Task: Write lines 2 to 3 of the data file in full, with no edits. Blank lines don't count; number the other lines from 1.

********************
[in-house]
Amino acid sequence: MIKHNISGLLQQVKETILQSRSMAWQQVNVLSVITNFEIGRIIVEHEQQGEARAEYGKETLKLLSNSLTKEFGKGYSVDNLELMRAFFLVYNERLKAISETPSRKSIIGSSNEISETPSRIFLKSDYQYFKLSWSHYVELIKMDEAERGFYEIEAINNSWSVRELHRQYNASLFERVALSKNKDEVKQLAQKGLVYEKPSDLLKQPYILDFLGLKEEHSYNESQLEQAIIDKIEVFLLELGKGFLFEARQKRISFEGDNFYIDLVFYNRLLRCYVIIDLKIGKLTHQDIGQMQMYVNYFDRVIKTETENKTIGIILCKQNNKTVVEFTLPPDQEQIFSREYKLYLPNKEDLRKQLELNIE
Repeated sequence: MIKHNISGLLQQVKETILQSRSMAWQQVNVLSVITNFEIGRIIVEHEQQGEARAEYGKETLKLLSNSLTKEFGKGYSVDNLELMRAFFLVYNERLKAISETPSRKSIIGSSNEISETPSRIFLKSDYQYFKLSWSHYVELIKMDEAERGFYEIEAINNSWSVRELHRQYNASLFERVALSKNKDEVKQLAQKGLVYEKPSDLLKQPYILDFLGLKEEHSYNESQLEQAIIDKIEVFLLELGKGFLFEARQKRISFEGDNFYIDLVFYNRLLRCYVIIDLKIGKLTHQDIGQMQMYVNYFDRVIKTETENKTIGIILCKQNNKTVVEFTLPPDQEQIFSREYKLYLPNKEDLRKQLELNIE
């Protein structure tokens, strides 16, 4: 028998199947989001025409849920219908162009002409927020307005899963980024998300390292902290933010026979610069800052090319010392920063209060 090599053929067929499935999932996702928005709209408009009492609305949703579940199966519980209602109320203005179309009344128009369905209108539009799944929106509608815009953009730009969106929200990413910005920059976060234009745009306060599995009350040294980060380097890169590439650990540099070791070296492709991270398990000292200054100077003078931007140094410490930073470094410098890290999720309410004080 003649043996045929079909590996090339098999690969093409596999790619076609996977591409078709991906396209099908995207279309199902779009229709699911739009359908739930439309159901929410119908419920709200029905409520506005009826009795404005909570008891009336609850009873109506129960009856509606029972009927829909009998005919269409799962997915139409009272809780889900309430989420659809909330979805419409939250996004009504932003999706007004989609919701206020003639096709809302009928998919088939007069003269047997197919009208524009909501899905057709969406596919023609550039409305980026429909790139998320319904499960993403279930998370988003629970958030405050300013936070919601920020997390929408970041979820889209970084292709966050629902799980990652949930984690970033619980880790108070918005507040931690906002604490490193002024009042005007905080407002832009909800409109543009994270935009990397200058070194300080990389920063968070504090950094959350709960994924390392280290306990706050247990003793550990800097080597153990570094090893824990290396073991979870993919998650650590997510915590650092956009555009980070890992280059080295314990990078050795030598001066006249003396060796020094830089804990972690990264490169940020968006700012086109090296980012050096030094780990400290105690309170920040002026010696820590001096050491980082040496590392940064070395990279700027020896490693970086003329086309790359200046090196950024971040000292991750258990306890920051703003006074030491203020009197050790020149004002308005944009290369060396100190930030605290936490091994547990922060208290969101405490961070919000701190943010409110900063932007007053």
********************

Amino acid sequence: MIKHNISGLLQQVKETILQSRSMAWQQVNVLSVITNFEIGRIIVEHEQQGEARAEYGKETLKLLSNSLTKEFGKGYSVDNLELMRAFFLVYNERLKAISETPSRKSIIGSSNEISETPSRIFLKSDYQYFKLSWSHYVELIKMDEAERGFYEIEAINNSWSVRELHRQYNASLFERVALSKNKDEVKQLAQKGLVYEKPSDLLKQPYILDFLGLKEEHSYNESQLEQAIIDKIEVFLLELGKGFLFEARQKRISFEGDNFYIDLVFYNRLLRCYVIIDLKIGKLTHQDIGQMQMYVNYFDRVIKTETENKTIGIILCKQNNKTVVEFTLPPDQEQIFSREYKLYLPNKEDLRKQLELNIE
Repeated sequence: MIKHNISGLLQQVKETILQSRSMAWQQVNVLSVITNFEIGRIIVEHEQQGEARAEYGKETLKLLSNSLTKEFGKGYSVDNLELMRAFFLVYNERLKAISETPSRKSIIGSSNEISETPSRIFLKSDYQYFKLSWSHYVELIKMDEAERGFYEIEAINNSWSVRELHRQYNASLFERVALSKNKDEVKQLAQKGLVYEKPSDLLKQPYILDFLGLKEEHSYNESQLEQAIIDKIEVFLLELGKGFLFEARQKRISFEGDNFYIDLVFYNRLLRCYVIIDLKIGKLTHQDIGQMQMYVNYFDRVIKTETENKTIGIILCKQNNKTVVEFTLPPDQEQIFSREYKLYLPNKEDLRKQLELNIE